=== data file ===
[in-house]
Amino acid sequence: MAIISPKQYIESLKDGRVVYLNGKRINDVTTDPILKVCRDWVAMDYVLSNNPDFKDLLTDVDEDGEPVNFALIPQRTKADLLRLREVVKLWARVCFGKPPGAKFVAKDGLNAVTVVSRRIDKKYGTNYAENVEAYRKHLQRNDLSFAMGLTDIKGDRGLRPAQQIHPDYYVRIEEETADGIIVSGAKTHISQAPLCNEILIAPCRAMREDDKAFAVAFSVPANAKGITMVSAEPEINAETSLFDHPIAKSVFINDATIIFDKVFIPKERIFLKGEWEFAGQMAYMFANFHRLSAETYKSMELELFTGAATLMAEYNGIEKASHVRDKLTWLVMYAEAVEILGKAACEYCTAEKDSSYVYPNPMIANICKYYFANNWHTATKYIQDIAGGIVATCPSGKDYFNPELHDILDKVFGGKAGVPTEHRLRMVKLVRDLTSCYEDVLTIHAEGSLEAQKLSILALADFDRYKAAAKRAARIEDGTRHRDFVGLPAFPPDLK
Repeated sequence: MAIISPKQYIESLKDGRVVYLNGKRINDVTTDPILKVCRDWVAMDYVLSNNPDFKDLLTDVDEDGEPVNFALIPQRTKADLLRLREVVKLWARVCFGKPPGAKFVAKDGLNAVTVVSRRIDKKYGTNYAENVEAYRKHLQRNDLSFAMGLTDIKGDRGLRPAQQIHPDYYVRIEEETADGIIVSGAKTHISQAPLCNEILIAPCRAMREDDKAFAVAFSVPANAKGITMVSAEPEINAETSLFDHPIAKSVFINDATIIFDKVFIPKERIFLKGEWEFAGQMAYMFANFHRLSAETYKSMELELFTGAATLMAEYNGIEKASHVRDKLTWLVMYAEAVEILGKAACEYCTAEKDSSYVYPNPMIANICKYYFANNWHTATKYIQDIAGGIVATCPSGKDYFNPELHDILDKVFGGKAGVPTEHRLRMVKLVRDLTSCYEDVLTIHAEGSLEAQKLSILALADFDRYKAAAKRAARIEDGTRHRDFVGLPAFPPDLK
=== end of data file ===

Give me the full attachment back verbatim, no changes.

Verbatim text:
[in-house]
Amino acid sequence: MAIISPKQYIESLKDGRVVYLNGKRINDVTTDPILKVCRDWVAMDYVLSNNPDFKDLLTDVDEDGEPVNFALIPQRTKADLLRLREVVKLWARVCFGKPPGAKFVAKDGLNAVTVVSRRIDKKYGTNYAENVEAYRKHLQRNDLSFAMGLTDIKGDRGLRPAQQIHPDYYVRIEEETADGIIVSGAKTHISQAPLCNEILIAPCRAMREDDKAFAVAFSVPANAKGITMVSAEPEINAETSLFDHPIAKSVFINDATIIFDKVFIPKERIFLKGEWEFAGQMAYMFANFHRLSAETYKSMELELFTGAATLMAEYNGIEKASHVRDKLTWLVMYAEAVEILGKAACEYCTAEKDSSYVYPNPMIANICKYYFANNWHTATKYIQDIAGGIVATCPSGKDYFNPELHDILDKVFGGKAGVPTEHRLRMVKLVRDLTSCYEDVLTIHAEGSLEAQKLSILALADFDRYKAAAKRAARIEDGTRHRDFVGLPAFPPDLK
Repeated sequence: MAIISPKQYIESLKDGRVVYLNGKRINDVTTDPILKVCRDWVAMDYVLSNNPDFKDLLTDVDEDGEPVNFALIPQRTKADLLRLREVVKLWARVCFGKPPGAKFVAKDGLNAVTVVSRRIDKKYGTNYAENVEAYRKHLQRNDLSFAMGLTDIKGDRGLRPAQQIHPDYYVRIEEETADGIIVSGAKTHISQAPLCNEILIAPCRAMREDDKAFAVAFSVPANAKGITMVSAEPEINAETSLFDHPIAKSVFINDATIIFDKVFIPKERIFLKGEWEFAGQMAYMFANFHRLSAETYKSMELELFTGAATLMAEYNGIEKASHVRDKLTWLVMYAEAVEILGKAACEYCTAEKDSSYVYPNPMIANICKYYFANNWHTATKYIQDIAGGIVATCPSGKDYFNPELHDILDKVFGGKAGVPTEHRLRMVKLVRDLTSCYEDVLTIHAEGSLEAQKLSILALADFDRYKAAAKRAARIEDGTRHRDFVGLPAFPPDLK